“This is particularly true of our InVersions series – where we invite artists to cover songs important to them from a particular decade in music. We’ve featured Fontaines DC covering The Beach Boys and Arlo Parks covering Angèle’s Ta Reine. More recently, we’ve had a host of prominent artists covering some major ’90s hits on InVersions 90s, from Soccer Mommy covering REM’s Losing My Religion to Ayra Starr covering TLC’s iconic hit No Scrubs. The brilliant success of InVersions ’90s would not have been possible without the joint effort and support from these partnerships, with incredible UK acts like Rachel Chinouriri and Easy Life contributing to the project.” 

A strong relationship with the artist community is essential for us across all markets, especially in the UK

Marika Malliaris

Deezer is putting more attention on to emerging domestic talent. How can your Focus initiative help break artists?  

“Helping listeners to find, explore and love new music – from the classics to new up-and-coming artists – is at the core of what we do. Part of that includes Deezer Focus – our developing artist programme which aims to grow UK artists to an international audience. This sees our UK editorial team select emerging artists that are resonating with listeners in the market, with a selection process that takes into account both streaming patterns, overall buzz across social media, and new talent introduced by our label and distribution partners. The hope and mission is for artists to reach new fans and build an engaged audience.

“Focus includes five different social media pieces to get audiences to really know the artist, alongside an exclusive Deezer Session filmed in Paris. The end result is multiple pieces of socially relevant content to tell the artist's story with premium visuals, which are released over the course of an entire month. Focus artists receive extensive editorial support and homepage promotion during this month, really amping up their project release. In the past year, we've had the pleasure of working with LF System, Dylan, Knucks and Pip Millett to name a few. On average, Focus artists in 2022 saw an increase of 32% in their global streams, with exceptional cases  – such as Thomas Headon and Poppy Ajudha – seeing their MAUs increase by 133% and 145% respectively.”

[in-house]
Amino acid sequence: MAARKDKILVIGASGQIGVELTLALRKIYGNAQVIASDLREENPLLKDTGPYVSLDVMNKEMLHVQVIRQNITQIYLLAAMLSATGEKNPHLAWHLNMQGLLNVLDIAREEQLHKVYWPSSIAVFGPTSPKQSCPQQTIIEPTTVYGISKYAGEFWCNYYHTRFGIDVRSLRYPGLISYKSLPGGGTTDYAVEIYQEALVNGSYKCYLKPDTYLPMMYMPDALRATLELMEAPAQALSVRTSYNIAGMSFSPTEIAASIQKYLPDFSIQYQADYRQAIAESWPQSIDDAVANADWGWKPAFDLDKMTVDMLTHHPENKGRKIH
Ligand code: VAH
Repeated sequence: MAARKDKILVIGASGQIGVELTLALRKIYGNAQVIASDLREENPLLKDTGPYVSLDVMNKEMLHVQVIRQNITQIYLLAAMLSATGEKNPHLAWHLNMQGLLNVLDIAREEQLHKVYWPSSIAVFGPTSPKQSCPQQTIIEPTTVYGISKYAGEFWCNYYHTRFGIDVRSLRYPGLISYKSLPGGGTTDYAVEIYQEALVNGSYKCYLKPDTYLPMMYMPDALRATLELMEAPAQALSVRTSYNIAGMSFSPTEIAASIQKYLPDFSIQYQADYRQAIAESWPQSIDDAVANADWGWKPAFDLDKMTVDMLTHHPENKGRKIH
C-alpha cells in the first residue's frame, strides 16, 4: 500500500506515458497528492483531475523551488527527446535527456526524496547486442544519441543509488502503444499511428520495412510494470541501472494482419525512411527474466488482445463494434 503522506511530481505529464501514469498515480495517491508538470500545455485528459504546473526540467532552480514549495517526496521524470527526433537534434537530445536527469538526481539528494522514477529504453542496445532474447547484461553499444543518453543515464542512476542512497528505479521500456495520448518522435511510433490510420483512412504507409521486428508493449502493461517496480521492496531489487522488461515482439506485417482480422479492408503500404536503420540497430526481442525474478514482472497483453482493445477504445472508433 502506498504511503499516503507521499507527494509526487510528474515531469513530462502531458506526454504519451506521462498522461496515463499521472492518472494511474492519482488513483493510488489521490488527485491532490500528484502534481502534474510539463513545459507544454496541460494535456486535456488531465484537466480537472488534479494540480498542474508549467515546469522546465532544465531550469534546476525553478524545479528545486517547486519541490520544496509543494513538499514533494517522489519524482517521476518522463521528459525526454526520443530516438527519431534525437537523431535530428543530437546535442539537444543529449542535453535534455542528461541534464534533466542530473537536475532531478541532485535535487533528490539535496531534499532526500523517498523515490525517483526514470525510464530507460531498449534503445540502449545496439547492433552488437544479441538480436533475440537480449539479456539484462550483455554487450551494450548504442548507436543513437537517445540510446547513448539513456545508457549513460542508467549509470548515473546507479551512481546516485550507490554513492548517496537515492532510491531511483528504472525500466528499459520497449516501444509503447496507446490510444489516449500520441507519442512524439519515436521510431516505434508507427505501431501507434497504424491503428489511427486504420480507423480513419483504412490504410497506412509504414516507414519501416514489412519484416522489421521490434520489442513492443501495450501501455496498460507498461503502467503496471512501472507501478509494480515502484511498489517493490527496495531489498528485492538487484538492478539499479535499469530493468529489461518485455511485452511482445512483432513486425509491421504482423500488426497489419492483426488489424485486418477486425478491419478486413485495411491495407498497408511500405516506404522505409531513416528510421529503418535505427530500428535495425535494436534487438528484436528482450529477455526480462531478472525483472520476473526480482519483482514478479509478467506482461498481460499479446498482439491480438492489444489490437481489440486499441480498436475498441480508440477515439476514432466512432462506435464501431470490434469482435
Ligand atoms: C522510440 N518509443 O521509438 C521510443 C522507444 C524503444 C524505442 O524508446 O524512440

What are the key UK playlists for supporting artists and new music? Does Deezer have any particular genre strengths?

“When it comes to new music, we endeavour to curate homes across various music tastes and genres, updated every week for users to explore. Our tastemaker playlists such as Fresh UK Rap are a vital part of music discovery and championing domestic artists. 

“Brand New UK is our leading new music playlist in the UK and is updated every Friday with a selection of 50 new tracks. It has almost six million fans, which shows the importance of up-to-date access to the top new releases each week. Breaking UK is the ultimate discovery playlist where we feature fresh new artists with undeniable starpower.” 

Deezer has a global presence with a particular strength in France. Can you help international, non-English language acts make inroads in the UK?

“As the home of music, we want to help listeners explore any and every song, artist or genre – regardless of language or geography. That’s why we offer access to our entire catalogue of 90 million-plus songs from around the world – from K-Pop to Reggaeton.

“We’ve also been working hard to help listeners to better understand the music they are listening to, in any language. That’s why we’ve focused heavily on providing accurate translations of music – so listeners understand what is being sung, as well as the meaning behind it. Deezer was the first to introduce in-app lyric translations, working with LyricFind to do so. We’re also looking to expand this further – making more translations available in more languages, and even working with the BELEM Project to help the industry better build capacity for translations and help artists to monetise them.”

Subscribers can read our interview with Deezer CEO Jeronimo Folgueira.